Sunday, March 18, 2018

#77 / Autocracy Meets The Poem

I Object

Anonymous 無名氏

Translated by Geremie R. Barmé

weapons, to kill 
(Warring States era); 
later similar in use to the perpendicular pronoun 
‘I’ in English, and ‘me’
I object to the north wind
I object to pollution-haze
I object to wet, rainy mornings
I object to the darkling despair of dusk
I object to the confusion of the seasons
I object to these topsy-turvy times
I object to curtains and security doors
As well as to intimidating walls
I object to roads that smother flowers and trees
I object to the ponds where they raise swans
That are enclosed by barbed wire
I object to ill-fitting clothes
And to shoes that are too small
As well as to their uninspired colours
I object to men who hit women
I object to parents who mistreat their children
I object to cruel departures
I object to betrayal
I object to disappointment
I object to smug laughter
And shrill cries
I object to self-indulgent weeping
I object to those vile faces
And to the mouths that sing crap songs
As well as to the promotion of those songs
I object to grass that yields to the wind
I object to myself, too:
My stupidity and craven timidity
But I don’t object to writing a poem
To record my objections
I object to the white noise of the world
I object to the pretense of equanimity
I object to the eradication of greatness
I object to self-justifying truths
I object to blatant ignorance
I object to the tomorrow that’s been promised
I just want you all to join me in shouting:

This poem is by an anonymous Chinese author, and has been translated and published by Geremie R. Barmé, who is a professor of Chinese history and the founding director of the Australian Center on China in the World at the Australian National University. Barmé is also the editor of China Heritage.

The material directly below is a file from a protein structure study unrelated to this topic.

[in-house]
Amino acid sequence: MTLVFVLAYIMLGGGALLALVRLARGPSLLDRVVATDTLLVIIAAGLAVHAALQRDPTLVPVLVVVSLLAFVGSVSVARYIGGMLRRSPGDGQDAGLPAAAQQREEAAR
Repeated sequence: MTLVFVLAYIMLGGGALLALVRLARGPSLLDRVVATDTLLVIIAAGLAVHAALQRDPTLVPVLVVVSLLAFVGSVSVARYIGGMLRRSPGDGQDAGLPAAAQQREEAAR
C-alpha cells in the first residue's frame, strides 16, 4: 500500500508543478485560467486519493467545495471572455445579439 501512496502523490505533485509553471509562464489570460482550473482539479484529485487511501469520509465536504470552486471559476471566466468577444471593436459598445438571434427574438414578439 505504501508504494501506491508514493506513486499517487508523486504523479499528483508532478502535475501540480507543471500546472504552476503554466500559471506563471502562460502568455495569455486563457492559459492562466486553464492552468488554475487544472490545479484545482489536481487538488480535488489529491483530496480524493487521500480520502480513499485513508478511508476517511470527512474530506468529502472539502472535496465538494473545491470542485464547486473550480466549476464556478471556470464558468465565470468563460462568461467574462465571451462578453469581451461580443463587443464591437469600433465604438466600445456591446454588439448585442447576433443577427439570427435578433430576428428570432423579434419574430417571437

This poem, "I Object," has circulated on social media and among China analysts, and the last few lines of the poem were published in an article in the March 10, 2018, edition of The New York Times, "Murmurings of Dissent Upset China’s Script for Xi’s Power Grab."

Reporters Steven Lee Myers and Javier C. Hernández, both with extensive experience in China, identify this poem (and other poems that have been suppressed in China) as evidence of the "murmurings" that signify that the efforts of Chinese President Xi Jinping to establish what amounts to his lifetime rule over China have only a "veneer of public support." 

As I noted in one of my recent blog postings, autocracy, which gives the appearance of strength, is ultimately weaker than a political system that recognizes the ultimate truth of our human condition: we are all together in this life, and we best address every issue, from pollution to sexual harassment, when we are all engaged in the debate and discussion that will ultimately lead to action.

The "objections" in the poem are not specifically Chinese objections. "Roads that smother flowers and trees," and "crap songs," afflict us all. 

In a democracy, we are all invited to shout, "I object," but more than that. Where democratic self-government prevails, we are all invited to go beyond shouting, and to change the world in fact, and all those conditions within it to which we object.

Image Credit:

No comments:

Post a Comment

Thanks for your comment!